Iowa Soil and Water Conservation Districts:
Iowa Department of Agriculture and Land Stewardship:
USDA Natural Resources Conservation Service:
210 Walnut Street, Room 693
Des Moines, Iowa 50309
Mandatory Soil Conservation Regulations
As previously stated, soil conservation in Iowa is subject to local, state, and federal laws. While conservation laws primarily rely on financial and technical assistance programs to incentivize soil conservation practices and improvements, Iowa does give local SWCD Commissioners authority to establish mandatory soil loss limits. The federal conservation compliance law has characteristics of both an incentive and regulation. These laws limit soil loss on highly erodible land (HEL) to a sustainable level in order for a farm to remain eligible for USDA farm program payments.
Iowa’s Soil Loss Limits
Section 161A of the Iowa Code enables the creation of SWCDs in each county of the state. It also requires each district to establish soil loss limits. Every district in Iowa limits soil loss to five tons per acre in a year. This is the maximum soil loss considered sustainable and is commonly referred to as T.
Inspection of land for compliance with soil loss limits can occur for two reasons. First, a landowner who has been damaged by sediment from erosion on neighboring land can make a complaint to the SWCD. Second, an inspection can occur at the discretion of district commissioners.
If upon inspection the commissioners find that damage is occurring on adjacent land and erosion exceeds established soil loss limits, an administrative order will be issued to the landowner and occupant requiring measures be taken to reduce erosion. Soil conservation practices or erosion control measures must be commenced within six months and must be completed within one year of receiving the administrative order. A landowner’s submission of an application for conservation program cost-sharing is considered commencement of conservation practices or erosion control measures.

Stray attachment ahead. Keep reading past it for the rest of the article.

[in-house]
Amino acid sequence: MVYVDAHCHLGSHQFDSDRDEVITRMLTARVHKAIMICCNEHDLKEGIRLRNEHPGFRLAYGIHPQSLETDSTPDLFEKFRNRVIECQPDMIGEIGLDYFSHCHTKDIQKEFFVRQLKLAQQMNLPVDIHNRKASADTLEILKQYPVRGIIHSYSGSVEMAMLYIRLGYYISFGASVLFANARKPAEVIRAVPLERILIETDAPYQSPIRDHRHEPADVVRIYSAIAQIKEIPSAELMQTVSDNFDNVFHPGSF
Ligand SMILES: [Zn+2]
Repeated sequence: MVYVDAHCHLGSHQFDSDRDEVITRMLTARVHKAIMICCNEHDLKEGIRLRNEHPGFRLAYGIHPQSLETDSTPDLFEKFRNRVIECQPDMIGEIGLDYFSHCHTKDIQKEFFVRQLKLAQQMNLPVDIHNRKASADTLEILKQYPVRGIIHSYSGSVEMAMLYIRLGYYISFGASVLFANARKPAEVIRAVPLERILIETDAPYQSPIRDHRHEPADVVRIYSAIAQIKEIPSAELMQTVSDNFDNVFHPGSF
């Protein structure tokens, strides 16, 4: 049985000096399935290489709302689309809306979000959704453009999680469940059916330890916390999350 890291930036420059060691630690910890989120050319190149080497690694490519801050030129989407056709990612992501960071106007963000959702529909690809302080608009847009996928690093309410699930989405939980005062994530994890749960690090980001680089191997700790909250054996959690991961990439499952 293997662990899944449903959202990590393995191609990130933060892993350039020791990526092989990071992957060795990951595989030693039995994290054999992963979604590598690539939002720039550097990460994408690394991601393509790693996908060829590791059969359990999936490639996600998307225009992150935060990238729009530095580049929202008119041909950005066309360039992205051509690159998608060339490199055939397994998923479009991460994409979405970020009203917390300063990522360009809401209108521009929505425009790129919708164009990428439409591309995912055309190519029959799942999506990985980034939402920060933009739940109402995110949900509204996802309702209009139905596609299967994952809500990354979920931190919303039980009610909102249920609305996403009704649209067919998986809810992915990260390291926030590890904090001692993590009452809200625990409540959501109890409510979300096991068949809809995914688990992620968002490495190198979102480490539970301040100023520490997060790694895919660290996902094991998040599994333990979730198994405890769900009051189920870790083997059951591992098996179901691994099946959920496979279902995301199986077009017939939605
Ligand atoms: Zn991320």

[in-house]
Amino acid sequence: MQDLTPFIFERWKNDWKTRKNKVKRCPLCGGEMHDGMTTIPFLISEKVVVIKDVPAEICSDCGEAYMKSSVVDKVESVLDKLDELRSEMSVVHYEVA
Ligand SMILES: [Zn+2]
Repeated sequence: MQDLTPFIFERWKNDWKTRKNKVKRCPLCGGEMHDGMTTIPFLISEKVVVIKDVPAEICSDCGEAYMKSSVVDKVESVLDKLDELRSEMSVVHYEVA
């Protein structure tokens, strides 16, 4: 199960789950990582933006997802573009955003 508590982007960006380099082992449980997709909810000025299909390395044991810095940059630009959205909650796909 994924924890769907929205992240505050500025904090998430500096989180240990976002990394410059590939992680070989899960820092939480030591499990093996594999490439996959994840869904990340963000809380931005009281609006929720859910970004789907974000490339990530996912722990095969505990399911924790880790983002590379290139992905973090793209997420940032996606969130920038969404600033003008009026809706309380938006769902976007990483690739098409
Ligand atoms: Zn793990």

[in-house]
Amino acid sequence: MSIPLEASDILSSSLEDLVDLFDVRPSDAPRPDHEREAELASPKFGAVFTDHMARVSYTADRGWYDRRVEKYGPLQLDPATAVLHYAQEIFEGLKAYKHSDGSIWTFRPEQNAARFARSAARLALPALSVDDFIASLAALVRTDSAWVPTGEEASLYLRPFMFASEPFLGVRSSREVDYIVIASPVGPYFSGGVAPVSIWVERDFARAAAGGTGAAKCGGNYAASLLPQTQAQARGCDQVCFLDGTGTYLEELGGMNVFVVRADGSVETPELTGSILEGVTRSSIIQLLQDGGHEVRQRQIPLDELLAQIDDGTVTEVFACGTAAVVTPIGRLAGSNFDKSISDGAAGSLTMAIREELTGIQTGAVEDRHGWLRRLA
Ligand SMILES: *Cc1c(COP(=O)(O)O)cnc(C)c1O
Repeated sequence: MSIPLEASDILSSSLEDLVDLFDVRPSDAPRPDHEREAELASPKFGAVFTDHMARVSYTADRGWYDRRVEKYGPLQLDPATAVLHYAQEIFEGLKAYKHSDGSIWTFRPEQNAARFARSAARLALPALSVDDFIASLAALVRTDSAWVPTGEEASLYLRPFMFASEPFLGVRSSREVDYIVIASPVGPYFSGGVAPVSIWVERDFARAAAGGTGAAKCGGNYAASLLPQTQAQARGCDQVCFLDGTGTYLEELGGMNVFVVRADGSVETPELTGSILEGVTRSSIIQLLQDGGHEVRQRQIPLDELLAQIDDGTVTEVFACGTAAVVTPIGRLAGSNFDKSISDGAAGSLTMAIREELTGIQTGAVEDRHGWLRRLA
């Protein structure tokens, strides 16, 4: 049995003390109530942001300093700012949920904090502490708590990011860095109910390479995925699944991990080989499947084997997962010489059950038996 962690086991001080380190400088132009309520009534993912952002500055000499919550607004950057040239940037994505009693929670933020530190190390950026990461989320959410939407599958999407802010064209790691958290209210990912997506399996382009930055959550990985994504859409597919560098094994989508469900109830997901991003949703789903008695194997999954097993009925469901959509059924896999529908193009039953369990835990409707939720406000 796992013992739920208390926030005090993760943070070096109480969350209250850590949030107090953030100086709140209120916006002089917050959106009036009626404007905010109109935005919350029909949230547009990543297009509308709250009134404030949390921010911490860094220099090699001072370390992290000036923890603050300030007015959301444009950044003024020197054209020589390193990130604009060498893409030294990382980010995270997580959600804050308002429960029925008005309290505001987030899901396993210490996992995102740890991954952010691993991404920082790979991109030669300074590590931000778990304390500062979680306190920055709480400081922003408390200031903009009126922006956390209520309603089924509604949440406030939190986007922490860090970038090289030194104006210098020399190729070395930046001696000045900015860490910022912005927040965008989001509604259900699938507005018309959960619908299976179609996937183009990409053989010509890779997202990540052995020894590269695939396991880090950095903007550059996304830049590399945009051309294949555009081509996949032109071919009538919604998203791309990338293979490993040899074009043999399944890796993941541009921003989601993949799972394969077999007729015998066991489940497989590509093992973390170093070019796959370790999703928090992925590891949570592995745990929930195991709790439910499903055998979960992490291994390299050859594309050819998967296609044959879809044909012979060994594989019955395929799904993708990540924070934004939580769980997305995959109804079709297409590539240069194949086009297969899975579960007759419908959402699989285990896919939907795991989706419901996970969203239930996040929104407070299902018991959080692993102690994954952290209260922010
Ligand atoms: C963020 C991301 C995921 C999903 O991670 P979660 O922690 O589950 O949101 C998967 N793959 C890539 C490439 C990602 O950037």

There are also actions the district commissioners can take to prevent excessive erosion even if adjacent land is not being damaged. If the commissioners inspect a property and do not find sediment damage to an adjacent property but determine that erosion exceeds soil loss limits by less than twice the established amount, the commissioners are required to send notice of the erosion to the landowner or occupant along with information about available financial and technical assistance.
If the commissioners determine that erosion exceeds the established soil loss limits by greater than twice the established amount, they must send the same notice, but if notice of soil erosion in excess of twice the established limits is sent for three or more consecutive years, the commissioners may seek a court order requiring compliance with a conservation plan developed or approved by the district commissioners.
The district cannot require soil conservation practices on land unless cost-share money has been approved and made available. However, these financial incentives are limited to the lesser of 50 percent of the estimated cost or 50 percent of the actual cost of establishing the practices.